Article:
Sustainable Development Goal 3: Good Health and Well-Being


In recent years, medical innovations have improved health across the globe. However, the benefits of these technologies are unequally distributed. Only half the world’s population has access to essential health services, and many who do have access struggle to afford it. Progress has slowed when it comes to combating major diseases, including malaria and tuberculosis.  

Maternal mortality has declined overall, but significantly fewer women in sub-Saharan Africa had skilled birth attendants than women elsewhere in 2018, putting them at higher mortality risk. In 2017, only 67% of people had the necessary doses of the vaccine to prevent measles, which causes death and disability. 

To address these disparities and improve global health, the United Nations has set forth SDG 3. 

The Goal 

SDG 3 aims to ensure healthy lives and promote well-being for all at all ages.

Targets and Indicators 

SDG 3 has thirteen targets, or more detailed ideas about what achieving “good health and well-being” really means. One target is to reduce the global maternal mortality ratio to under 70 per 100,000 live births by 2030. 

Another target aims to end the spread of communicable diseases, which are diseases spread from person to person, like HIV and hepatitis. Other targets seek to prevent and treat substance abuse, promote mental health, make universal health coverage a reality, and help all countries prepare for global health risks. 

What’s Already Being Done

Progress in many of the target areas is continuing. However, the rate of that progress has slowed, especially because of the COVD-19 crisis, which led to a resurgence in many other diseases that were previously declining, like tuberculosis and malaria, especially in sub-Saharan Africa. As of 2020, the current rate of improvement will be insufficient to meet the targets.

Still, the world is making headway on SDG 3. For example, Denmark and the Netherlands provide almost entirely free healthcare for all registered citizens. In 2014, under 0.2% of the Netherlands’ population was left without insurance. In the following year, the Netherlands publicly financed 77% of all curative healthcare services. And while the Netherlands provides more benefits than most other countries, it does not guarantee healthcare services to undocumented immigrants.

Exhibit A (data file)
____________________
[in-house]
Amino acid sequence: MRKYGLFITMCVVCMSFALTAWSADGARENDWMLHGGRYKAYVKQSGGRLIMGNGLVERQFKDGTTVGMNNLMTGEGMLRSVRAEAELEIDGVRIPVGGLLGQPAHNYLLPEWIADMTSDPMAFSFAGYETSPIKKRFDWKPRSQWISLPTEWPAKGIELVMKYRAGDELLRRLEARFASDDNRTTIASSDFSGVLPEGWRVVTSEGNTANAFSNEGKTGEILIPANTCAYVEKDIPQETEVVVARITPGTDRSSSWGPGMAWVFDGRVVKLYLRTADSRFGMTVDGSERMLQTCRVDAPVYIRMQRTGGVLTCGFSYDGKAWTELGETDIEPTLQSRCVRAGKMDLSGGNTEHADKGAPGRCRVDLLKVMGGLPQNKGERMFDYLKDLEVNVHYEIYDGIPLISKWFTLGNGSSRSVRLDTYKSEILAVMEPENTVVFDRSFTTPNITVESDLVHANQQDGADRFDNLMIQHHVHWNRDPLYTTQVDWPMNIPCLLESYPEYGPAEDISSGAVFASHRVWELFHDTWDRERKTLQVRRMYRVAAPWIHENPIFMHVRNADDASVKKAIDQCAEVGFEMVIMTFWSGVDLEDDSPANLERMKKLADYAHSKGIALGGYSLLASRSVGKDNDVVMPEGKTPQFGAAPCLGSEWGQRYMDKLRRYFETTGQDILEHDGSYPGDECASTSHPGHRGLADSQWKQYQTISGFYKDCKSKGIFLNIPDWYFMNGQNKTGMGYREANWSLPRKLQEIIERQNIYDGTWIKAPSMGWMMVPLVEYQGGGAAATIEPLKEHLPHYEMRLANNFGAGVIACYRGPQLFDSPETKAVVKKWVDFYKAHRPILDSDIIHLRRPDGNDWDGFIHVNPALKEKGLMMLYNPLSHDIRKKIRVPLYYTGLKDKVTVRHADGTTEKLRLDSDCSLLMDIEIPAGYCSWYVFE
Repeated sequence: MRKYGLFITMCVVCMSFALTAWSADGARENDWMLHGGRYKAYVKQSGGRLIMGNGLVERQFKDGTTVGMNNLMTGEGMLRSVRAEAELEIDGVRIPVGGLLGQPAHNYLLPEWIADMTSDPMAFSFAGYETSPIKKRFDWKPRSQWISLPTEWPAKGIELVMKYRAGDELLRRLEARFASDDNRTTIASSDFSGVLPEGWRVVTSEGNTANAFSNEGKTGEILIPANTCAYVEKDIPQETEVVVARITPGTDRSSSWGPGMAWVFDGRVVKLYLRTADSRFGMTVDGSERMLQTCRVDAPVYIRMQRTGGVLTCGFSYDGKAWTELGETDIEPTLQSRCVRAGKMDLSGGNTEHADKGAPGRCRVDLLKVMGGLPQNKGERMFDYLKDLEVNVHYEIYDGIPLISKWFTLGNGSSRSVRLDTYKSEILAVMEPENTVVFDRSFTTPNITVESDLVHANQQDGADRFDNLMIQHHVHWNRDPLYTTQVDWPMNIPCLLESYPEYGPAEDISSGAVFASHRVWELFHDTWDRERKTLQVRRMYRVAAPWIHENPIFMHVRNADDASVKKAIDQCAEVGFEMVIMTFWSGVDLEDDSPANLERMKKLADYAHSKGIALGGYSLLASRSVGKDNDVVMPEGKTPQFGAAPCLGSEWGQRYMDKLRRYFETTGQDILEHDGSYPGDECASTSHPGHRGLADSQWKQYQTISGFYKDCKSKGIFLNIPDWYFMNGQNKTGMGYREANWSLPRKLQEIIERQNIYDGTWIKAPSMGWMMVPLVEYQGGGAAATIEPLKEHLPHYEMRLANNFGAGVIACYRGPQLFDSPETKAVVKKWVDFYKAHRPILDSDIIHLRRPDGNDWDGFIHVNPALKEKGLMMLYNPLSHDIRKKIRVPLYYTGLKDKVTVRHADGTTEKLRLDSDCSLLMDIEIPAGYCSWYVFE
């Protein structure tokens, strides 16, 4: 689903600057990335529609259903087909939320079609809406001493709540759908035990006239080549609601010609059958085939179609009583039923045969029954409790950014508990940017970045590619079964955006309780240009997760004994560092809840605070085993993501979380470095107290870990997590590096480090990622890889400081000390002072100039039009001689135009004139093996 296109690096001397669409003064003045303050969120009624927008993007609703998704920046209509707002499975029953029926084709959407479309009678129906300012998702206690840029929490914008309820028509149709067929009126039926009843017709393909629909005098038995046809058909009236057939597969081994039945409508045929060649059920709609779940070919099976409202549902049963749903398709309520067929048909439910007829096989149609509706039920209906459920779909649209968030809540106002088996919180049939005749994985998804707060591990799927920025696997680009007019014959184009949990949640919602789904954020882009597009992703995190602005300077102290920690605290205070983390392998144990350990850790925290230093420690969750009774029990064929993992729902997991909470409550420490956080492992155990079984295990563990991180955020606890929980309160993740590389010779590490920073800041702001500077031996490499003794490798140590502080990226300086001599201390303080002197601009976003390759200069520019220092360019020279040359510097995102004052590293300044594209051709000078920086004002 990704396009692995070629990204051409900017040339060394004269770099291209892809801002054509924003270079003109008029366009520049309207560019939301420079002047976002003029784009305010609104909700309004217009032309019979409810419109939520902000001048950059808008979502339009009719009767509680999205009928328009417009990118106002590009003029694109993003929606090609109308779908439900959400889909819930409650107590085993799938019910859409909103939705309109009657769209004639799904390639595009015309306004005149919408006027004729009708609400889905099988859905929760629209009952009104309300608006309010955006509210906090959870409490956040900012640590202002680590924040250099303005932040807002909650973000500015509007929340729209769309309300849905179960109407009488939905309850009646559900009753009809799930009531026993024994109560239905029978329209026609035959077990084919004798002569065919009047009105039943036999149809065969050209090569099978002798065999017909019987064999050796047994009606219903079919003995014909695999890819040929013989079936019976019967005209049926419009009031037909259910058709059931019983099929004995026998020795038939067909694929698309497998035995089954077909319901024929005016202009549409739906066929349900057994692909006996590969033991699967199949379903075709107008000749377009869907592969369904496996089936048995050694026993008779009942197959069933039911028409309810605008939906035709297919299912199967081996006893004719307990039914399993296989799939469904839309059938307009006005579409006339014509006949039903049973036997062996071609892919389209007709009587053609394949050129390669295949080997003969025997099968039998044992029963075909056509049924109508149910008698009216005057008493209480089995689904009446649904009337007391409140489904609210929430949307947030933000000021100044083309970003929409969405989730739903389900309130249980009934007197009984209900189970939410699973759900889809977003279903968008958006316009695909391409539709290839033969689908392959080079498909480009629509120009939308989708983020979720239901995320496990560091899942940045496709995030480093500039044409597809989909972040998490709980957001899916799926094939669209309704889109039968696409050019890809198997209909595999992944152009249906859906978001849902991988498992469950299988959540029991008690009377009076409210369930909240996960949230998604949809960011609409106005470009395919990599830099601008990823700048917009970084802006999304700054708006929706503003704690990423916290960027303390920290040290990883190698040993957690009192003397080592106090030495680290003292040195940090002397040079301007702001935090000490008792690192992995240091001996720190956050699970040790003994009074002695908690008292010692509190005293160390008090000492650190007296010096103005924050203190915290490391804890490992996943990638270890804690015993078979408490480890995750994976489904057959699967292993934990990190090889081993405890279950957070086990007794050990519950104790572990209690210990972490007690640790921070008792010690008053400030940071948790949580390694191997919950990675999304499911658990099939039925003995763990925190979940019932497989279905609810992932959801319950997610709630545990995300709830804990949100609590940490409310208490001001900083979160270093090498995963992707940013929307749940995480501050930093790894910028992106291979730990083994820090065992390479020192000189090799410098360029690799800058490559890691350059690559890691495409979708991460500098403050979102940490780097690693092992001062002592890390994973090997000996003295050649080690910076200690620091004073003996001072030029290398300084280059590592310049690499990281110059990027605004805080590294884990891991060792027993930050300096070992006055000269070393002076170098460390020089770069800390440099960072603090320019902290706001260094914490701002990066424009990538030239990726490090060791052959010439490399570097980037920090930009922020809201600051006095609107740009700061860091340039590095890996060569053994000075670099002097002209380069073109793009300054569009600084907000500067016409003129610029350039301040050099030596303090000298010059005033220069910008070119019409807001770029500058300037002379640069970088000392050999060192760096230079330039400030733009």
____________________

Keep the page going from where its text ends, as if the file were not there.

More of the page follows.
Applying It: How Everyone Can Help

While big organizations and governments must take action, you can also help the world meet SDG 3. You can spread the message about health for all through social media and educate yourself online. Use your voice to advocate for people who are least likely to have access to healthcare: migrants, low-income communities, and people of color. You can also donate to organizations like Doctors Without Borders, which gives medical assistance to those affected by extreme circumstances or excluded from healthcare, or the National Immigration Law Center, which helps give immigrants access to healthcare. These small steps can help the world achieve SDG 3!

Think Further

  1. What is one action you can take to promote the goal of health for everyone at all ages?
  2. As discussed, health disparities are tied to race, immigration, and poverty. Can you name some other issues you think might also be related?
  3. Can you name some barriers to healthcare? In other words, what do you think might be stopping people from getting healthcare? 


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Learn More

  1. Biswas, Dan, et al. . “Access to Health Care for Undocumented Migrants from a Human Rights Perspective: A Comparative Study of Denmark, Sweden and the Netherlands.” SSRN, October 16, 2013.
  2. “Goal 3 .:. Sustainable Development Knowledge Platform.” United Nations. United Nations. Accessed May 15, 2020.
  3. “Health – United Nations Sustainable Development.” United Nations. United Nations. Accessed May 15, 2020.
  4. Tolbert, Jennifer, et al.. “Key Facts about the Uninsured Population.” The Henry J. Kaiser Family Foundation, February 10, 2020.